Today, many graduating laboratory professionals or pathology residents may have multiple job offers because of laboratory shortage, therefore there are lots of choices. I think understanding the conceptual framework and the relationships between personality traits, choice of profession, and preferred work setting will be helpful for the new pathology professional and can help them decide between job offers ranging from academic and community hospitals to reference laboratories, as personality assessment tool may be helpful in helping the graduates select the most appropriate setting for them to thrive professionally and socially.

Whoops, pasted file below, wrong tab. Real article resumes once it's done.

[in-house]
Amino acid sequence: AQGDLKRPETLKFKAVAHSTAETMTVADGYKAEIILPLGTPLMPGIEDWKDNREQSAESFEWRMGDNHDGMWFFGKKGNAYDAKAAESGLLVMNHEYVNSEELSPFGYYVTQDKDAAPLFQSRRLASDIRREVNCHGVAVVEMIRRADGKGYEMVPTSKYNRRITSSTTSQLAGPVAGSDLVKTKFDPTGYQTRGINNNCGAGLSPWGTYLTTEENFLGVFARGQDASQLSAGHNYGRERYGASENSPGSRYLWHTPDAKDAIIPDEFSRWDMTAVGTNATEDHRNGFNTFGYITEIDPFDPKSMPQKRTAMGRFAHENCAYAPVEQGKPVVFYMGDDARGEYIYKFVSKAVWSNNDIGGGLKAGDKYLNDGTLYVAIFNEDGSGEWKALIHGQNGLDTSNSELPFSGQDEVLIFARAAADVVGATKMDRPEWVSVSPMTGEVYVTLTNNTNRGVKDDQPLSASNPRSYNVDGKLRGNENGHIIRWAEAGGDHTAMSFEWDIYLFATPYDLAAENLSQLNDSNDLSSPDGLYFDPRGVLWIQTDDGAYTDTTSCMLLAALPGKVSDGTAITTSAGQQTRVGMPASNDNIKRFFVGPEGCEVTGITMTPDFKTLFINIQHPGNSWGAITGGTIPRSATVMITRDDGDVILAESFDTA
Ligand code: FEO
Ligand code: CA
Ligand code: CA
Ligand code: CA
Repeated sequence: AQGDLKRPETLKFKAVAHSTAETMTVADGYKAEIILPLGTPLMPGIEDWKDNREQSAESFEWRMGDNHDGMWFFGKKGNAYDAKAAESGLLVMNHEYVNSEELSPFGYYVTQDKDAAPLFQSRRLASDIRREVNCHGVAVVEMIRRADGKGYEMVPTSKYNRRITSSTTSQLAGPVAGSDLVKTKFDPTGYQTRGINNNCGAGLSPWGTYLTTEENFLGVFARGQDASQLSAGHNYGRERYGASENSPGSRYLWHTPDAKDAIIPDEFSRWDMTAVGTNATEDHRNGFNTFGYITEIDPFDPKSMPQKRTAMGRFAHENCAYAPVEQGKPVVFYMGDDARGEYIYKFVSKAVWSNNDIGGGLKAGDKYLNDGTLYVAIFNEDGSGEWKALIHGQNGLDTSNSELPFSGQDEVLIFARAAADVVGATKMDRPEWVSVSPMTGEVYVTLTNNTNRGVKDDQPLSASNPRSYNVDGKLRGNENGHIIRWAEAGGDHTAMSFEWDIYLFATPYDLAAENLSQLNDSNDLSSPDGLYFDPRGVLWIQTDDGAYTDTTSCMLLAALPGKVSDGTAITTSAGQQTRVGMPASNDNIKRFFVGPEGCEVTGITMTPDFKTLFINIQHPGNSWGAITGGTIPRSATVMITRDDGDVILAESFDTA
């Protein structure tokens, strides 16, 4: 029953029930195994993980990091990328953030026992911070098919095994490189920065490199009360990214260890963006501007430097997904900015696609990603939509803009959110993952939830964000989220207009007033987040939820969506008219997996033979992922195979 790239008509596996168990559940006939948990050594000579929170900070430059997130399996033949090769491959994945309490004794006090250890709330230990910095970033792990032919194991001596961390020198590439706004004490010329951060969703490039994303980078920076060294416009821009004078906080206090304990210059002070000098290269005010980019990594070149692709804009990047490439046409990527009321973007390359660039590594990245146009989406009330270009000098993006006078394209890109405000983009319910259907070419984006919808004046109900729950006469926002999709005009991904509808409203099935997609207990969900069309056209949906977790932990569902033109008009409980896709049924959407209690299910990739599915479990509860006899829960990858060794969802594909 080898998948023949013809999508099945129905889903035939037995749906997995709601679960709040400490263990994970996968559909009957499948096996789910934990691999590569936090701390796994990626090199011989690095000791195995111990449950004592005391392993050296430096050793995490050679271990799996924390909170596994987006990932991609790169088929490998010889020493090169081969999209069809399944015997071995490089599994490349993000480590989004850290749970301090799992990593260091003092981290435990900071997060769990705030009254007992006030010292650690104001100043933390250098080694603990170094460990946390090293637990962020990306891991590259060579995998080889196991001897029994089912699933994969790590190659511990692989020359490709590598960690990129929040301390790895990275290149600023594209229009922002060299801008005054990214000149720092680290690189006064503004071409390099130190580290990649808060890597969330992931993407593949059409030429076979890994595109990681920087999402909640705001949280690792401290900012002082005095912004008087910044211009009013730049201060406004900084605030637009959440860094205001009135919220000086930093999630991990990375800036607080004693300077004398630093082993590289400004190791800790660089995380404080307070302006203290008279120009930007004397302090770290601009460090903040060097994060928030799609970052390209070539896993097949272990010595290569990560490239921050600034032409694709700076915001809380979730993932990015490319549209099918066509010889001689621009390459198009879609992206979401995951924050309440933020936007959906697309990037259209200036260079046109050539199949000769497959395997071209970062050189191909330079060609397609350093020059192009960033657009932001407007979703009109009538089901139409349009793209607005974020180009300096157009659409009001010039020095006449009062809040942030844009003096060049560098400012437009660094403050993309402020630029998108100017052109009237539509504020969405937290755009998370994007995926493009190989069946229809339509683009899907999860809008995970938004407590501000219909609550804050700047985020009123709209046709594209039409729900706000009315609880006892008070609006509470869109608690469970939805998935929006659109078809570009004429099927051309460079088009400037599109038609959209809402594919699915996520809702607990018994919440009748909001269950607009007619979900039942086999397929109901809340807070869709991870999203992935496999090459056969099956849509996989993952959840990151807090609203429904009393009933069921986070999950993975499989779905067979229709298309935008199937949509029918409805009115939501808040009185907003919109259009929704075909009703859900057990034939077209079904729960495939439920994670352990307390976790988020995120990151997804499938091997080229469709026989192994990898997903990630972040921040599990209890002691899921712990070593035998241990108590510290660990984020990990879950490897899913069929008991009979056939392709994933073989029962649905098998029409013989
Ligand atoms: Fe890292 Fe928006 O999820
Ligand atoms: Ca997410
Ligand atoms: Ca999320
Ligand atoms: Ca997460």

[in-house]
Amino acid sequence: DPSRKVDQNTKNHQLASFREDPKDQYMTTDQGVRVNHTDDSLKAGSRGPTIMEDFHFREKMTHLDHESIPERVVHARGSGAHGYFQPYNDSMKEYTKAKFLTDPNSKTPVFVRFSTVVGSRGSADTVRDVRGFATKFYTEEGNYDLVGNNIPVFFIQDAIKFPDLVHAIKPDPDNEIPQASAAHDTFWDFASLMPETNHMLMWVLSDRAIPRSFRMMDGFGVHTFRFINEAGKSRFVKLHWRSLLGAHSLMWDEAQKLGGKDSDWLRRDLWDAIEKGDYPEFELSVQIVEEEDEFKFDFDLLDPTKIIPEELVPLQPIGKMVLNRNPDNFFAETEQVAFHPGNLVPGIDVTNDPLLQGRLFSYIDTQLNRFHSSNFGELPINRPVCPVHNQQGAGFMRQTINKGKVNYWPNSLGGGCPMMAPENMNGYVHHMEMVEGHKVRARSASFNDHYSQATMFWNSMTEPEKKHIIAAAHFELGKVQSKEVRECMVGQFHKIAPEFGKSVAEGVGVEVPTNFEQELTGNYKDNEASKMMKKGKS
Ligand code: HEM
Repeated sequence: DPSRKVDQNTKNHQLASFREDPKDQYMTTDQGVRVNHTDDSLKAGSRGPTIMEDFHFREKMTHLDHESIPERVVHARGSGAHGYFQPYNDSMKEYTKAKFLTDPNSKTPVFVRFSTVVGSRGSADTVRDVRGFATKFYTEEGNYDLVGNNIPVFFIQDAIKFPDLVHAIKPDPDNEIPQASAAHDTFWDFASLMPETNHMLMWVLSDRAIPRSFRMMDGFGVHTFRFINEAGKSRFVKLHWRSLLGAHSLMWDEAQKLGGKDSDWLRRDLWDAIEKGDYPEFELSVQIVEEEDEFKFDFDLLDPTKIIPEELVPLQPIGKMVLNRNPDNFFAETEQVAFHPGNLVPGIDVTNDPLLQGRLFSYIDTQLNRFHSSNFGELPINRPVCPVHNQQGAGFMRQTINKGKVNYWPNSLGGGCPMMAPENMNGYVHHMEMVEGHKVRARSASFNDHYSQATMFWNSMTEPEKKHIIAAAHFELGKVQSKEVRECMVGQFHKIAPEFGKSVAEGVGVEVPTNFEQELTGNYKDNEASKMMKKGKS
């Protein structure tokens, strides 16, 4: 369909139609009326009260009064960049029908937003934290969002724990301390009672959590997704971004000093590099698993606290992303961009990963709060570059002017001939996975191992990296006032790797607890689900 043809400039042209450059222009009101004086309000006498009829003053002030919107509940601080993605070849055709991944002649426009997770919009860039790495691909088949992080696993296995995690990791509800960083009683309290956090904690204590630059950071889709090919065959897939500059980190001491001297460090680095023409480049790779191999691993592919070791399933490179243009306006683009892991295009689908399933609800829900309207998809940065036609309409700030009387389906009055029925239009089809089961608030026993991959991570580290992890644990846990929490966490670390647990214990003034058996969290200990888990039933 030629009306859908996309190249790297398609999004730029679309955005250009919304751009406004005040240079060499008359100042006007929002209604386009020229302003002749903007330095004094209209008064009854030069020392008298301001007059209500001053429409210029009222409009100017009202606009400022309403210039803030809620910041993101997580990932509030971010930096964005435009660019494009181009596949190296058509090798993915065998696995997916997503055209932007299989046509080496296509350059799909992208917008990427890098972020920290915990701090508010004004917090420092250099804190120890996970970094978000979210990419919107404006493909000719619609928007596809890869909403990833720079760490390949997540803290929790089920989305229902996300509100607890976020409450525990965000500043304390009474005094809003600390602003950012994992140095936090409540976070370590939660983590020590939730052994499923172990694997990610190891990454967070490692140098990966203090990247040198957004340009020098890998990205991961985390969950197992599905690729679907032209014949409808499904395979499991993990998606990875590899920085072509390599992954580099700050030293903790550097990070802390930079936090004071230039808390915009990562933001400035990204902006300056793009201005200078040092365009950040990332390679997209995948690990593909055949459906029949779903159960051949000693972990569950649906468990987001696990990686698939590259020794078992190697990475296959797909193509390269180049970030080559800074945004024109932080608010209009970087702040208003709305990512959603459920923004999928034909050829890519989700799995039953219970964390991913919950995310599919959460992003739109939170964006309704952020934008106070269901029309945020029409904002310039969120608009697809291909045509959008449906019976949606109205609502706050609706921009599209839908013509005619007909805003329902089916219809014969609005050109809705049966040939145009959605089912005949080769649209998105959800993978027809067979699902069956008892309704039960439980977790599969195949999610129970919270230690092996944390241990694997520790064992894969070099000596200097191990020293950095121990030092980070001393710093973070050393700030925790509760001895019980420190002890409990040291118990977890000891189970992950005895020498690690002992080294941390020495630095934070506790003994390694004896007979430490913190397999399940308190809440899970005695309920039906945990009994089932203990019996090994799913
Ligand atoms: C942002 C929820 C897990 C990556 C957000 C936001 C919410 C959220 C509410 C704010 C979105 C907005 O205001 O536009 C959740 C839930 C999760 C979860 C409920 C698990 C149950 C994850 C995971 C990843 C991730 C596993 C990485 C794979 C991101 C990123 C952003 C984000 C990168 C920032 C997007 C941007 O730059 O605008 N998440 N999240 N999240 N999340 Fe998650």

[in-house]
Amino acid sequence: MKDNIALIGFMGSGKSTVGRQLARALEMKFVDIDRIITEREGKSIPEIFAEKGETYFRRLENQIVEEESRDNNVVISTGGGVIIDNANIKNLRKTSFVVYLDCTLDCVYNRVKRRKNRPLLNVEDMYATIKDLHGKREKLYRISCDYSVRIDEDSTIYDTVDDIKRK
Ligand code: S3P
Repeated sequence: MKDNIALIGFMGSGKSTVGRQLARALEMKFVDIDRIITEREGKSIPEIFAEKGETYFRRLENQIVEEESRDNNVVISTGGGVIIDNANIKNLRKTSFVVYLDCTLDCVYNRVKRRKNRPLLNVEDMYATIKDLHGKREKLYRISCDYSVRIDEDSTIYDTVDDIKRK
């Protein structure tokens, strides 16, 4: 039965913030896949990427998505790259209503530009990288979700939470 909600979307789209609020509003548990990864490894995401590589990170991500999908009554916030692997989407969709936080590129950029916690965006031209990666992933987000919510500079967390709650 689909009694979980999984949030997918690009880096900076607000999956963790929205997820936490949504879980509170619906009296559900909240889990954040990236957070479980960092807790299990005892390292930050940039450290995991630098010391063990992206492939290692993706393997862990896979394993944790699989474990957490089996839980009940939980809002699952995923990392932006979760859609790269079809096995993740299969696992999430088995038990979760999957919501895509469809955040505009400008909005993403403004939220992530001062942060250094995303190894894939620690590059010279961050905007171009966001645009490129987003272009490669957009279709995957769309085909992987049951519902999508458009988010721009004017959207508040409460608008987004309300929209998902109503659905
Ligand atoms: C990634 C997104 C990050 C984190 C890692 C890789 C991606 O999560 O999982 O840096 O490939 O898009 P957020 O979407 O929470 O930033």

CV: In broad strokes, what did your study reveal, and how does that affect the lab? PC: There are common professional traits that we share as pathology laboratory professionals and there are also common and unique personal differences we bring with us to the workplace. As a whole, the medical laboratory professionals tended to be observant, innovative, caring, and organized, professionally. However, we also bring our own unique personal differences with us to our workplace. Some of us are energized by the opportunity to mentor others at the workplace while others are happiest combing through thick binders of regulatory documents and forms, making sure the there are no errors in the equipment maintenance logs and the validation records. Still, some of us enjoy cross-training and learning new things while others are laser-focused on doing one thing well and have no interest in cross-training. As a laboratory manager, the challenge is to create the right work environment that cultivate and develop the employee’s strengths appropriately to both improve the quality of patient care as well as a more positive work environment that the employee will stay.